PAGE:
You went in on the basis of being an nhs patient, I can't see how the dentist can be allowed to change their mind (without informing you) and decide to charge you.

MrsBigD Thu 13-Jan-05 13:02:49

this is awful. IMHO he has no right to charge you especially if the work is necessary and he did not mention that he'd decided to treat you privately. Sounds a bit like he's after the money.

Saying that... when I was excempt after having had dd I went to an NHS dentist because I was in agony (suspected an abscess unter one of my crowns as I'd had that before)... the dentist had a look at it and said that if they have to take the crown off I'd have to go private for the treatment... well I deemed it necessary work, but was so p'd off that I went back to my old private dentist who sorted me out... it wasn't an infection after all... I'd been grinding my teeth which had irritated the surrounding nerves!

edam Thu 13-Jan-05 13:47:34

This is outrageous and probably illegal. They can't just impose a charge post-treatment without at least informing you beforehand
. Complain asap to the local Primary Care Trust (the body responsible for providing dental services) (make it a formal complaint and follow up in writing, to the chief exec).

And to the General Dental Council (the body that disciplines dentists). The dentist has misled you and should refund you.

Ask the PCT what provision it is making to ensure you are treated for the root canal work under the NHS. It's their job to sort this out.

And worth trying local Trading Standards re this dentist (he's running a small business, basically).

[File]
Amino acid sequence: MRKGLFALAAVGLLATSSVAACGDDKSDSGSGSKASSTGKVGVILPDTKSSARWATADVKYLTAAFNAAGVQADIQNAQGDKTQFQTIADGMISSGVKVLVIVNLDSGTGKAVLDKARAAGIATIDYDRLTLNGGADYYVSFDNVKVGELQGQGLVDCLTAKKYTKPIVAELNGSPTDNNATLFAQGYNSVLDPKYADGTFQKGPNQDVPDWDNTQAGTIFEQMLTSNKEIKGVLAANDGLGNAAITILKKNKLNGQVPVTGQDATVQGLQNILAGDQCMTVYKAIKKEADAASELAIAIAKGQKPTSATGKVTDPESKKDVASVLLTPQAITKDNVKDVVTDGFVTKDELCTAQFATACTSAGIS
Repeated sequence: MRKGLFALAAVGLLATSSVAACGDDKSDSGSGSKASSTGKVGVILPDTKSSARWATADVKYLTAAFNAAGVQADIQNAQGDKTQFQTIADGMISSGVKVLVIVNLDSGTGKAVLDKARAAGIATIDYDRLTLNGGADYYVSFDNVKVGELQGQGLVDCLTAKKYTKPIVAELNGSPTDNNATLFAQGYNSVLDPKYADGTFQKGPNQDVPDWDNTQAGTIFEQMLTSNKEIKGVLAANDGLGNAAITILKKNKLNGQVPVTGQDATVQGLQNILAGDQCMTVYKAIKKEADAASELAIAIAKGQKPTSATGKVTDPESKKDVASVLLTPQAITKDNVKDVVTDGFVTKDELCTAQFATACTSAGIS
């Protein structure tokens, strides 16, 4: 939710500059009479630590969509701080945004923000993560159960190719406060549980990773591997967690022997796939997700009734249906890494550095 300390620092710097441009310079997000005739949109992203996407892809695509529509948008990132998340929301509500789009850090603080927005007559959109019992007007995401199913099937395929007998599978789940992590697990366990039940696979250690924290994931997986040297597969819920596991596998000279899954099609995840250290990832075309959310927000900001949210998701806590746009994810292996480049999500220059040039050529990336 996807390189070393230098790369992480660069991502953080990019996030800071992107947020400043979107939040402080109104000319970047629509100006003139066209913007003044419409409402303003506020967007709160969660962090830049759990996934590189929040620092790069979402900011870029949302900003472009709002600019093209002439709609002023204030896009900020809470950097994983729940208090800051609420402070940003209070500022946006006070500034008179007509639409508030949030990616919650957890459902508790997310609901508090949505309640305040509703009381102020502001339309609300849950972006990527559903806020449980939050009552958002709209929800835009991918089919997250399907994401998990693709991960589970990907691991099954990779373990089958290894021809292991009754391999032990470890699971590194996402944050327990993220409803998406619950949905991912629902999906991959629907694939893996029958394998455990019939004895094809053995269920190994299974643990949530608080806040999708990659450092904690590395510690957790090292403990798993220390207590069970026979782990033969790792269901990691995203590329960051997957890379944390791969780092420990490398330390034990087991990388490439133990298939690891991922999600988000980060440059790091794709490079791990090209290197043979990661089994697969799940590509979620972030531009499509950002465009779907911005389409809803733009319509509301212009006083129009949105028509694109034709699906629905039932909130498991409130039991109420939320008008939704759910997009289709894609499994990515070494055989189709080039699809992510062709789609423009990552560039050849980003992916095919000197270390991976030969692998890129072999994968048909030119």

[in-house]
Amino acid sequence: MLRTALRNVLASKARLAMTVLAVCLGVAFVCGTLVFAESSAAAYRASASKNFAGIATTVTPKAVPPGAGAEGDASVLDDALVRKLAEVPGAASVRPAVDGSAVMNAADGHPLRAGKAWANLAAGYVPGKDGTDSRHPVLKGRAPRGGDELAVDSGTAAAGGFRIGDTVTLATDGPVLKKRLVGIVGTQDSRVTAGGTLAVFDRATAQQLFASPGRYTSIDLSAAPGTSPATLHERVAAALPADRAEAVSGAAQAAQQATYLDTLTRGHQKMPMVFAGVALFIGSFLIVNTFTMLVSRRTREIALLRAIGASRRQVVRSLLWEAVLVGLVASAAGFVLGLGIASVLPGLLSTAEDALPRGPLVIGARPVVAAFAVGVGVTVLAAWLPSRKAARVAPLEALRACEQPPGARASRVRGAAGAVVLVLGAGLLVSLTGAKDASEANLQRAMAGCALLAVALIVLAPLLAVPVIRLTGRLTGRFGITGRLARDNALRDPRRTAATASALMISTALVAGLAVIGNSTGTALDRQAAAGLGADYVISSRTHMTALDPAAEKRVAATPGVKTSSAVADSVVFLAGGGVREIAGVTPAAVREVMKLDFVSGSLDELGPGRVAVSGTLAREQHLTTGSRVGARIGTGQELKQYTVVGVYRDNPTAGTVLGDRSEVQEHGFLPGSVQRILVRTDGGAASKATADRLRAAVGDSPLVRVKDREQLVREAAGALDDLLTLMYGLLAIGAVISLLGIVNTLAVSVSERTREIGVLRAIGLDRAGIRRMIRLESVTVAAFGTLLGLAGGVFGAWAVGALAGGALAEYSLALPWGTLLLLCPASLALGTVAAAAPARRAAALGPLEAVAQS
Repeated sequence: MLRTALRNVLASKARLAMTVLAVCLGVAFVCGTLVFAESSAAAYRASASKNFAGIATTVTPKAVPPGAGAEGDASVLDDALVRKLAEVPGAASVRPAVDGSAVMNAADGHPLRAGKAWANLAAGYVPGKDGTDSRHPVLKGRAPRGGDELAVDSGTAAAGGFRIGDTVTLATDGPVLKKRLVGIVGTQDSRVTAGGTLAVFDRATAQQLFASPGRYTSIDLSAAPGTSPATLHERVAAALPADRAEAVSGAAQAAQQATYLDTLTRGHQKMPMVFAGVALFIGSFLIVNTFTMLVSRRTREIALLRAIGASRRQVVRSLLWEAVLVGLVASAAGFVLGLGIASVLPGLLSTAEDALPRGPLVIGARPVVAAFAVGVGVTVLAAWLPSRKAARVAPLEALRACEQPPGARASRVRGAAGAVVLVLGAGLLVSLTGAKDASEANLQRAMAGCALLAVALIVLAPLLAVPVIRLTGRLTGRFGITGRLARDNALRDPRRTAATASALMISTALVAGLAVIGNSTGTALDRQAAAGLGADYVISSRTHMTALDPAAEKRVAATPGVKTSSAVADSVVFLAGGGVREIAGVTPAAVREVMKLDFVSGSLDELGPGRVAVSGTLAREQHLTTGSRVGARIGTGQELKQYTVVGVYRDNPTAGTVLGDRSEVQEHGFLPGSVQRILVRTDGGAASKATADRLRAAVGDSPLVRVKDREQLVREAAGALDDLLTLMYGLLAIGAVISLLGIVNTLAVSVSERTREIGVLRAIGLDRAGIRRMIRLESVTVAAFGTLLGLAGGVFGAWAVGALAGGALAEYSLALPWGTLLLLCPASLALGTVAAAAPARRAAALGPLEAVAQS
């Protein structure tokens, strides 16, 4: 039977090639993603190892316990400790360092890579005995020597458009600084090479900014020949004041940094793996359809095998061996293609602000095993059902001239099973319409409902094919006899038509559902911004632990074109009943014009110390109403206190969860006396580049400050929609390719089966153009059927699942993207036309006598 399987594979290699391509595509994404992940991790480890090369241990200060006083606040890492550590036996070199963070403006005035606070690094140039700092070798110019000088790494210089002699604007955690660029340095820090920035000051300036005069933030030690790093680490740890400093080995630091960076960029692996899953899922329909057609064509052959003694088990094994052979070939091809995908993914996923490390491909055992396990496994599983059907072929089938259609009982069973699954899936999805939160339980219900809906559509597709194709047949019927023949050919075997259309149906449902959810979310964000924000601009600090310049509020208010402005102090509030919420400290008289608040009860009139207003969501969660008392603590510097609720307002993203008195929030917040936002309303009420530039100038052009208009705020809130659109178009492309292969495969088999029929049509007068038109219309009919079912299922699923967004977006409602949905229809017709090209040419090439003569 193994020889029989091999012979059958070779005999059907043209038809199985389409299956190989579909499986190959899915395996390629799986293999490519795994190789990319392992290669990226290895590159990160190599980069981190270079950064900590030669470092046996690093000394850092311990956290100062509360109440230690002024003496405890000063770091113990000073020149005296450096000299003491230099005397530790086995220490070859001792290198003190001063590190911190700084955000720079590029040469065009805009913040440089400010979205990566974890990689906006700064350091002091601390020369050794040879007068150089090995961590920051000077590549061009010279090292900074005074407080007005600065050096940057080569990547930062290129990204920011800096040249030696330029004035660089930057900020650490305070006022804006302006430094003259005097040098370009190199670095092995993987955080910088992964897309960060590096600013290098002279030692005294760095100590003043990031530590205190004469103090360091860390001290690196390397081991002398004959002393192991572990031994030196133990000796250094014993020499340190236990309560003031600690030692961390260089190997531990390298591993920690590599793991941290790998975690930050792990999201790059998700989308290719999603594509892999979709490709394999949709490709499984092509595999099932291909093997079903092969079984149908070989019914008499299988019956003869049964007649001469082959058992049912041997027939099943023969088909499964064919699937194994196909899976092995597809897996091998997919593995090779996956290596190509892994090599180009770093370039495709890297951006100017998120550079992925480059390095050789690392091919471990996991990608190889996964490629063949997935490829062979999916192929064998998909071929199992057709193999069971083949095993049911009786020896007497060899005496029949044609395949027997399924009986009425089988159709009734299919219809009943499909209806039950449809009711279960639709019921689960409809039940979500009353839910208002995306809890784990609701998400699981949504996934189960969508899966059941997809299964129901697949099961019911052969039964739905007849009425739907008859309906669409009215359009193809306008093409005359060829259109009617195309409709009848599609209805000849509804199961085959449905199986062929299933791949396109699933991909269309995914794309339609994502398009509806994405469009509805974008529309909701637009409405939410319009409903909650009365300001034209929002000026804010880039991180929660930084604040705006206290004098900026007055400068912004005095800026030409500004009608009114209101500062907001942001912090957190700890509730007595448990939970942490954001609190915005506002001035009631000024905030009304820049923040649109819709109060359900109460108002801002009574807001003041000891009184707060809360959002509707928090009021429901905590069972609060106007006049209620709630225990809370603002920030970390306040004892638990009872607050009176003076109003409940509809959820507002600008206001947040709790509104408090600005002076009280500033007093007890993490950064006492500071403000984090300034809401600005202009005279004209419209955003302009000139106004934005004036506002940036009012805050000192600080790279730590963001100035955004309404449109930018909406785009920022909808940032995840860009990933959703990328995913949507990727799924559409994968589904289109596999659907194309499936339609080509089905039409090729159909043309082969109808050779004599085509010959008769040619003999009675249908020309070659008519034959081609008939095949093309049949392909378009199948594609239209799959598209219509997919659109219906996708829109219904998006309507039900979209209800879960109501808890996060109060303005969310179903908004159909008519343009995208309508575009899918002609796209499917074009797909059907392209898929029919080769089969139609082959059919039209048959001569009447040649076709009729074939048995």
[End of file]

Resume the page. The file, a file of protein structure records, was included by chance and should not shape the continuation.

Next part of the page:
Consumers' Association, now called Which?, has been running a campaign on dentistry for a couple of years highlighting issues like this. Do a search on BBC Online News and you'll see the story so far and go here for details of the campaign - they might want to feature you in W? mag, if you are up for that, which would sort the dentist out.

charleypops Thu 13-Jan-05 14:44:21

Thank you all for your advice so far.
Edam - I've just left an answerphone (!) message at my Primary Care Trust outlining what has happened

Poor you MrsBigD - so the NHS would deem it ok for you to have been going around with no crown then??

Thank you Puff, I'll have a trawl to see if I can find the number for the complaints while you're out.

Kelly - yes the two tier thing is unfair. There is no way you should get second rate treatment when activating your NHS exemption. What a shame you had to get your tooth pulled

Nutty - I thought stuff like fillings and root business was basic necessary dental work and so would be straightforwardly free too!

Angeliz - yes, my exemption covers me (as it does with everyone) up till a year after the birth.

charleypops Thu 13-Jan-05 15:04:28

Edam - are you a dentist? I'm thinking of giving the practice a quick ring to say I'll be complaining so they have a chance to redress.

Thing is, I don't want him anywhere near my mouth now - if he's p*ssed off with me, imagine how painful my treatment could be!!!

SecondhandRose Thu 13-Jan-05 16:13:48

Oww dear, sounds like someone is pulling a fast one. He's probably claiming for your treatment and getting paid by the DEB and also asking you to pay too. I've come across this before (nurse qualified in 1988).

You must put your complaint in writing to the surgery. Explain you thought you were being treated on the NHS under your exemption certificate. Explain to him that you will be contacting your local Primary Care Trust about your treatment if he continues to refuse you NHS treatment.

I can't believe any dentist would be so unscrupulous to start a root canal and then not finish. By the way you must not under any circumstances leave this root canal for any length of time before it is filled.

For other NHS dentists in your area you can ring NHS Direct on 0845 46 47.

charleypops Thu 13-Jan-05 17:39:59

I called the General Dental Council and spoke to a very helpful lady. She basically said I have good grounds to complain and that I should definitely write to the practice.